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AMERICAN MORNING

College of Cardinals Beginning Process of Electing Next Pope; Sarah Lunde Case

Aired April 18, 2005 - 07:00   ET

THIS IS A RUSH TRANSCRIPT. THIS COPY MAY NOT BE IN ITS FINAL FORM AND MAY BE UPDATED.


SOLEDAD O'BRIEN, CNN ANCHOR: Millions of people around the world watching as the Catholic Church hangs on the verge of history. The College of Cardinals beginning the sacred and mysterious process of electing the next pope, on this AMERICAN MORNING.
ANNOUNCER: From the CNN Broadcast Center in New York, this is AMERICAN MORNING, with Soledad O'Brien and Bill Hemmer.

O'BRIEN: Good morning. Welcome everybody. Bill Hemmer is in Oklahoma City this morning for tomorrow's 10th year anniversary of the bombing of the Murrah Federal Building. We'll hear from him in a little bit.

Miles O'Brien is helping us out this morning. Sure appreciate that. Thank you very much.

MILES O'BRIEN, CNN ANCHOR: Good morning. Good to be here.

S. O'BRIEN: Coming up this morning, the College of Cardinals now just a few hours away from the conclave which will produce the next pope. The first ballot could come as early as today. We're going to talk about what must happen to elect a pope and what's happening this morning.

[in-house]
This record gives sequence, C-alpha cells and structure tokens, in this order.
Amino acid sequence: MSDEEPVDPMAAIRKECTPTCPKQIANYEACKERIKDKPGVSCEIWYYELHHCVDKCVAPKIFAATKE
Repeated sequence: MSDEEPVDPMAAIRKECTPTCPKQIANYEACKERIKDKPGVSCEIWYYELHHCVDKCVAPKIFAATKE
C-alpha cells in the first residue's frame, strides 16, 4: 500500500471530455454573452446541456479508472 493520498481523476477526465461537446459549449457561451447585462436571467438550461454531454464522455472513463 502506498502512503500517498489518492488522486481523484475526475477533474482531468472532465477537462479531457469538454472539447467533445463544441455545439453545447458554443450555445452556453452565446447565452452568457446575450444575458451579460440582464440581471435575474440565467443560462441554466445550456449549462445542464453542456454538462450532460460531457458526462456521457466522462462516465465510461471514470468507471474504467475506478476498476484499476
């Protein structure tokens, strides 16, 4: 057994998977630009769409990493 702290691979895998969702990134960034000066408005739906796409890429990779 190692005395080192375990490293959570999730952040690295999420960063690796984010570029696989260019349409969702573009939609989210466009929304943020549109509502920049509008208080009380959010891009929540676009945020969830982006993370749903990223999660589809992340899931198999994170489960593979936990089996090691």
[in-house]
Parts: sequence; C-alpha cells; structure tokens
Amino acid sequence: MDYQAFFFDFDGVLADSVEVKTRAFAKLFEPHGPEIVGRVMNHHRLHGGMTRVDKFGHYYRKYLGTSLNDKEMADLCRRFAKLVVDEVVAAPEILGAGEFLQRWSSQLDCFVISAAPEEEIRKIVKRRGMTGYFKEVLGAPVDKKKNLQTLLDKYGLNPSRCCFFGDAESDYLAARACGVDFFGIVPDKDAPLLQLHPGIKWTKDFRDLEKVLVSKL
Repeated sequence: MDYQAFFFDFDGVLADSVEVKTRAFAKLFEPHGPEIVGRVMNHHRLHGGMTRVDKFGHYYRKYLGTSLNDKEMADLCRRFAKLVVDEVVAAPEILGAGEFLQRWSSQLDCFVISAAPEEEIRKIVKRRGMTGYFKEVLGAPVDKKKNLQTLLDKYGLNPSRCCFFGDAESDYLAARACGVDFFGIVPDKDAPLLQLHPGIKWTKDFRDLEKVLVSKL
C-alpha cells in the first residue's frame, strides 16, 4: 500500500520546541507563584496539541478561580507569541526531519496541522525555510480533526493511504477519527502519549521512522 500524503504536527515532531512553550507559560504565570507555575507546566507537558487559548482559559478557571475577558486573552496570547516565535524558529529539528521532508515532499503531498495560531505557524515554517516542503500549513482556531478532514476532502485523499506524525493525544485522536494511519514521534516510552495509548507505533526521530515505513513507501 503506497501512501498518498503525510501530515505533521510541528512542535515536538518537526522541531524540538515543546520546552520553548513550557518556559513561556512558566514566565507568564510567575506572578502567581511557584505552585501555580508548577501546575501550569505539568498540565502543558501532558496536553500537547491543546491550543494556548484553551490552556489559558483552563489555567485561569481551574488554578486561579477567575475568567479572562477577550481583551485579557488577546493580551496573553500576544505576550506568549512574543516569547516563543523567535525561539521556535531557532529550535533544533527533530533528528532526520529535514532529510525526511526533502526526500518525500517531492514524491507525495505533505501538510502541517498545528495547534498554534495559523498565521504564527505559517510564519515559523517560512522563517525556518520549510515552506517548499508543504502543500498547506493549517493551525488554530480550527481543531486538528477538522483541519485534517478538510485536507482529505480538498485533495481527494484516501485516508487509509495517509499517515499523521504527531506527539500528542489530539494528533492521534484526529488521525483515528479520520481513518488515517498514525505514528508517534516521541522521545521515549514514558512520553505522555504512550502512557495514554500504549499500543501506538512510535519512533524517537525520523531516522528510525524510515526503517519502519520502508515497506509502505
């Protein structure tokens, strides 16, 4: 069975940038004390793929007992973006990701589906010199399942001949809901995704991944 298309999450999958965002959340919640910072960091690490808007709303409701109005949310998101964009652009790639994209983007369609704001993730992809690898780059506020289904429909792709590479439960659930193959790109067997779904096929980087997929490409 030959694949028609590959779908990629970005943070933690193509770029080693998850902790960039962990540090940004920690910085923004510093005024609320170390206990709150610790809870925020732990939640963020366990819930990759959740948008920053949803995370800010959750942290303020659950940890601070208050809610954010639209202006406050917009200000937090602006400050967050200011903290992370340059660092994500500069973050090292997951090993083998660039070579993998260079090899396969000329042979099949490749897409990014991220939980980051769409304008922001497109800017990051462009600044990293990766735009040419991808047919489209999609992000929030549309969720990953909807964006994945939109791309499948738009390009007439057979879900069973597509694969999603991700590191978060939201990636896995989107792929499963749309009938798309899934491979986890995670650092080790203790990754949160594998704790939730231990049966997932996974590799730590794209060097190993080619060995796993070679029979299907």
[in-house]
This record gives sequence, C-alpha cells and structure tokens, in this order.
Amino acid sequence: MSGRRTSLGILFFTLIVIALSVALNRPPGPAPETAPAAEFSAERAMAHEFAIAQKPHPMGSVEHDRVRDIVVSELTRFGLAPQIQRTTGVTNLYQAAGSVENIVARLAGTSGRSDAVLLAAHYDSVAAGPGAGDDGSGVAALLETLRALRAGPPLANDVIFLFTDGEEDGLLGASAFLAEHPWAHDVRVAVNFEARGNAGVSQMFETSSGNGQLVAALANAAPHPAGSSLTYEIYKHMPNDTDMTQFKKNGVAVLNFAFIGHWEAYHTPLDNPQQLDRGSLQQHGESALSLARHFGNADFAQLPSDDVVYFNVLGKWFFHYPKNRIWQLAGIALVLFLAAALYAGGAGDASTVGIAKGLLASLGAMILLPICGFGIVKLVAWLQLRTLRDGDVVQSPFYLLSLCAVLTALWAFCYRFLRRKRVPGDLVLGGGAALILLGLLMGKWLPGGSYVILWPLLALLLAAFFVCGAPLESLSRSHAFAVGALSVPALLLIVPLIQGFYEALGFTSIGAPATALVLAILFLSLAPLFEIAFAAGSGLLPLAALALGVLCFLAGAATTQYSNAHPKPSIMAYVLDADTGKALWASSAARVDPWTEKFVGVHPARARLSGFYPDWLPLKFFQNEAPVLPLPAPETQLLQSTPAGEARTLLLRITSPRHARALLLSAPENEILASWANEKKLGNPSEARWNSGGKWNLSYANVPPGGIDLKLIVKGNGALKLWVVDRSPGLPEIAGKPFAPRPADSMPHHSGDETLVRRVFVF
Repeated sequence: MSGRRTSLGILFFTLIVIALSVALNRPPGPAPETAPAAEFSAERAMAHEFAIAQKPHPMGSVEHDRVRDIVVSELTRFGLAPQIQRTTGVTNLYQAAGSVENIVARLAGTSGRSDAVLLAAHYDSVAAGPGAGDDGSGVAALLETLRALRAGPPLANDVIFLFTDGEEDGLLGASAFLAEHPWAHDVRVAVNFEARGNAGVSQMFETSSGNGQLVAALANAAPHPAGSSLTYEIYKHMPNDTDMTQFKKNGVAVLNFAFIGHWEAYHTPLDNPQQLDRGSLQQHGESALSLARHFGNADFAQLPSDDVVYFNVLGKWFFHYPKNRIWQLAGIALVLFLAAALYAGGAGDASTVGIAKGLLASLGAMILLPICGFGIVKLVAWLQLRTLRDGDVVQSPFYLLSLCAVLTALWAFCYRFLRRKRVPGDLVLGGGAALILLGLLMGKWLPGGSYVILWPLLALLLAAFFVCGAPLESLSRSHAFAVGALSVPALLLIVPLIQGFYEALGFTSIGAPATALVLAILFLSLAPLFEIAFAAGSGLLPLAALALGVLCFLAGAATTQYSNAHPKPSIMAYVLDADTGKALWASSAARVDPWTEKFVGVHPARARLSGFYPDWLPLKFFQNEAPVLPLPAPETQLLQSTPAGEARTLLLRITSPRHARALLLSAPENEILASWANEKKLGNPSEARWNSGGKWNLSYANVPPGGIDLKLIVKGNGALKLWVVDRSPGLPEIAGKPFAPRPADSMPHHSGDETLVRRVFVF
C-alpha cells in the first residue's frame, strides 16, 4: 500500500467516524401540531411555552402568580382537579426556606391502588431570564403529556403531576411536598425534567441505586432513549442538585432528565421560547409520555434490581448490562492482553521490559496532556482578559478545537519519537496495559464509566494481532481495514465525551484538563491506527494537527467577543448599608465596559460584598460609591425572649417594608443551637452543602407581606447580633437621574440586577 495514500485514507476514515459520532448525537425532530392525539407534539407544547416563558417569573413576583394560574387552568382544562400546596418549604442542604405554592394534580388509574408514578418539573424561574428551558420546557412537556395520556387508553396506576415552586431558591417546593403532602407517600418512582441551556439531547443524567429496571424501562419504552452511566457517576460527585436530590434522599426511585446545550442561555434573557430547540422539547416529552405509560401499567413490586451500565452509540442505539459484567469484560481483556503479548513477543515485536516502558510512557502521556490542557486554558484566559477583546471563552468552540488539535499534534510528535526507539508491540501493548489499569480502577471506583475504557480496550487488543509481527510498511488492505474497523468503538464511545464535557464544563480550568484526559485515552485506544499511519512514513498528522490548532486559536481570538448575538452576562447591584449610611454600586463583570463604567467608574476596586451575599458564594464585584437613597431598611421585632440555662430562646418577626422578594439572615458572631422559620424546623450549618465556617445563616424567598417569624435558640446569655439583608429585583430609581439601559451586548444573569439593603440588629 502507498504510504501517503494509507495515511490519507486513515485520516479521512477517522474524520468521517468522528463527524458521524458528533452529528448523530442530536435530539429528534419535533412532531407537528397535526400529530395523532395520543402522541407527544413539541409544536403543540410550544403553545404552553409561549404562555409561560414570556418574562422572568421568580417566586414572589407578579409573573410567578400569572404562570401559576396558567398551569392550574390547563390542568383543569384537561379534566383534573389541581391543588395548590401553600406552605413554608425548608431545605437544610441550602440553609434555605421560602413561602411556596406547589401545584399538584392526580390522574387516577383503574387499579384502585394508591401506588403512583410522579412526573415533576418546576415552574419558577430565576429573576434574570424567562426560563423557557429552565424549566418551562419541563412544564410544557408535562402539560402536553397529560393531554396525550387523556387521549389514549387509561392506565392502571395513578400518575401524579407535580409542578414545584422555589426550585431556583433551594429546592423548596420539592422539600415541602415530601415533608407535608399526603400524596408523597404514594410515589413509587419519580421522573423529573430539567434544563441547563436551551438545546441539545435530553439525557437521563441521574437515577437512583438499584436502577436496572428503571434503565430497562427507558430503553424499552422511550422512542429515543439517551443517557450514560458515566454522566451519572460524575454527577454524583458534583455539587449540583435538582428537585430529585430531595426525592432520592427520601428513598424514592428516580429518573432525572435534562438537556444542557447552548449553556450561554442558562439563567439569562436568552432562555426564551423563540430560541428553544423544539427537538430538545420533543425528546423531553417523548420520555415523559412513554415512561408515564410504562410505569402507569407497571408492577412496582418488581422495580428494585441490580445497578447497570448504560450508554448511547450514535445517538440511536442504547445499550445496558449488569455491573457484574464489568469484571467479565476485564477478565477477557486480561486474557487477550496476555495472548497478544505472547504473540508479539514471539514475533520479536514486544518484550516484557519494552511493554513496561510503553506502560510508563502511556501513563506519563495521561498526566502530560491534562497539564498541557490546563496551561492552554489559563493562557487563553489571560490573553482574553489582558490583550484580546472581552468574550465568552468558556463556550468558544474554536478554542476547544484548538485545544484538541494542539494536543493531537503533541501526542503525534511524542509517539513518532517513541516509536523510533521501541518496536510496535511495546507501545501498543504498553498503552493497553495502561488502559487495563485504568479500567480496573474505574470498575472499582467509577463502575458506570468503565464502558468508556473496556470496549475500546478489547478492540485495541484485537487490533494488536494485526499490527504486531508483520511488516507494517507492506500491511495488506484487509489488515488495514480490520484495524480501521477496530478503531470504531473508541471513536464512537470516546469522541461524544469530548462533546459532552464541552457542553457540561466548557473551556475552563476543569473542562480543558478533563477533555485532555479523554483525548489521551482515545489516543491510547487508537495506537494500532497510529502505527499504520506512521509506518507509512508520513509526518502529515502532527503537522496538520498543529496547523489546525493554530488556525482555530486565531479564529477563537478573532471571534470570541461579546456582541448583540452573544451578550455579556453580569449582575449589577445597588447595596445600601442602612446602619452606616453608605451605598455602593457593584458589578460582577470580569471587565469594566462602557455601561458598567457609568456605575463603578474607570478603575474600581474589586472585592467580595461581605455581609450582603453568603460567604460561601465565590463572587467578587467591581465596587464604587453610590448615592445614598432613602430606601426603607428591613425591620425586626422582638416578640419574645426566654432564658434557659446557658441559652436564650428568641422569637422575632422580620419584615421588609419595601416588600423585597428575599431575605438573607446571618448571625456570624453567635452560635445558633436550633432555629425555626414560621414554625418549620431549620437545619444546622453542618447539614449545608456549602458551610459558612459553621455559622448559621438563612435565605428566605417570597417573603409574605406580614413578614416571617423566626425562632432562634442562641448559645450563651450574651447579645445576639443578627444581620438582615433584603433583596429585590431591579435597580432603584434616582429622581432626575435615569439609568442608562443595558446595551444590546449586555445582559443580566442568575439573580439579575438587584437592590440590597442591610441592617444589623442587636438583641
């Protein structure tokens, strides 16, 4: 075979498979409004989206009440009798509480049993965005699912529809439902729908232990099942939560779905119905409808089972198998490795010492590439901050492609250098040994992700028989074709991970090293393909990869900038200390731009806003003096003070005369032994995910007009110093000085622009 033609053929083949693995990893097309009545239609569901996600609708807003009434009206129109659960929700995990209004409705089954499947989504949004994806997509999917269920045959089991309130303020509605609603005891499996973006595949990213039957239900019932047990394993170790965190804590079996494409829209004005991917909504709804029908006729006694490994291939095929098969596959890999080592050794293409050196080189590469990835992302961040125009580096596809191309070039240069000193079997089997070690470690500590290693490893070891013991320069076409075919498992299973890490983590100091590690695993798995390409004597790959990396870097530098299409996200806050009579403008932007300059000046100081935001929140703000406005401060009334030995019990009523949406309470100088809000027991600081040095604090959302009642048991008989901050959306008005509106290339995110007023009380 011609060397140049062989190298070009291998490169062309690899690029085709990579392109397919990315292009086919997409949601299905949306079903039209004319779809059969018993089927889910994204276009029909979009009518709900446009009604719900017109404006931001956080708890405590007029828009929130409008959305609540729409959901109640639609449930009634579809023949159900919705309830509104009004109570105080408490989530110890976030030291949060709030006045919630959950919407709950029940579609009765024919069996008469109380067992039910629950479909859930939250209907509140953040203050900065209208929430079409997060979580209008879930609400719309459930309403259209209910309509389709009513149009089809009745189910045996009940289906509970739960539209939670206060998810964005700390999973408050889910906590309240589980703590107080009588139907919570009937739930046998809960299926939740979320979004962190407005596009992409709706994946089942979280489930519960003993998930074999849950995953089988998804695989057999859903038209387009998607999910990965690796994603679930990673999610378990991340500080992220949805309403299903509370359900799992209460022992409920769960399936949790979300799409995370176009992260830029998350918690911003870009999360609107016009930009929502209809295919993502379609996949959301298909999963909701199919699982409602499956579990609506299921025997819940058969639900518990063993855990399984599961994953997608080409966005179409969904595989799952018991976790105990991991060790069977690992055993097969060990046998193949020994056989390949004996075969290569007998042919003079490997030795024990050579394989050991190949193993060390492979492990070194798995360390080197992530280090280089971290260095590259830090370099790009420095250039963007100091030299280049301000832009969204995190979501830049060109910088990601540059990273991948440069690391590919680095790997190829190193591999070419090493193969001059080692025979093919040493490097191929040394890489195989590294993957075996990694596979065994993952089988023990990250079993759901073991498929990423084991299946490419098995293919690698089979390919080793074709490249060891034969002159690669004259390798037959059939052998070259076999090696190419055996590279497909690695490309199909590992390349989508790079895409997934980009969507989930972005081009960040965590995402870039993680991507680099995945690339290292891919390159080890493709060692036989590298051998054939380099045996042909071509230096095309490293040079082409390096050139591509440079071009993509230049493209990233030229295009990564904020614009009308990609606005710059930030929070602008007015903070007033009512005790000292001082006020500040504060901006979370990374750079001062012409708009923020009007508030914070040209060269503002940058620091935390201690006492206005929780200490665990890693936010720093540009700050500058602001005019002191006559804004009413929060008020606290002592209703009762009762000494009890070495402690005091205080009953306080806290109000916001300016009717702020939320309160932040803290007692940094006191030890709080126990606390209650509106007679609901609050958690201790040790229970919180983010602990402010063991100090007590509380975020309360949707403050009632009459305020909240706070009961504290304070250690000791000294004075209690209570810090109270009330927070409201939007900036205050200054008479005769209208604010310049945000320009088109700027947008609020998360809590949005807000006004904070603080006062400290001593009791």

M. O'BRIEN: Also, on the program, the man police say confessed to killing 13-year-old Sarah Lunde due in court this morning. Police say David Onstott has confessed to the killing. We'll talk to the sheriff leading the investigation about what they've learned.

Jack Cafferty, good morning. Have a nice weekend?

JACK CAFFERTY, CNN ANCHOR: I did indeed. Thank you.

They're called snitch programs in the wake of that shootings at that school in Red Lake, Minnesota. a growing number of public schools around the country are encouraging students to tell on each other, tattle, as in rat out your friend by paying them big bucks for the information. We'll take a look.

S. O'BRIEN: Interesting. All right, Jack, thanks.

Well, the time has come for the Catholic Church to choose a new pope; 115 cardinals will begin doing that in the next couple of hours. They could have their first vote today. This morning, they celebrated mass together at the Vatican.

Jim Bittermann was there.

(BEGIN VIDEOTAPE)

JIM BITTERMANN, CNN CORRESPONDENT (voice-over): It's been more than 26 years since there's been an occasion to use this rite of the Catholic mass, specifically celebrated as cardinals prepare for their most important duty, to elect the next pope. Perhaps as early as the end of this day, and many cardinals predict certainly by the end of this week, one of these men will be the new spiritual leader to one- sixth of the people on Earth.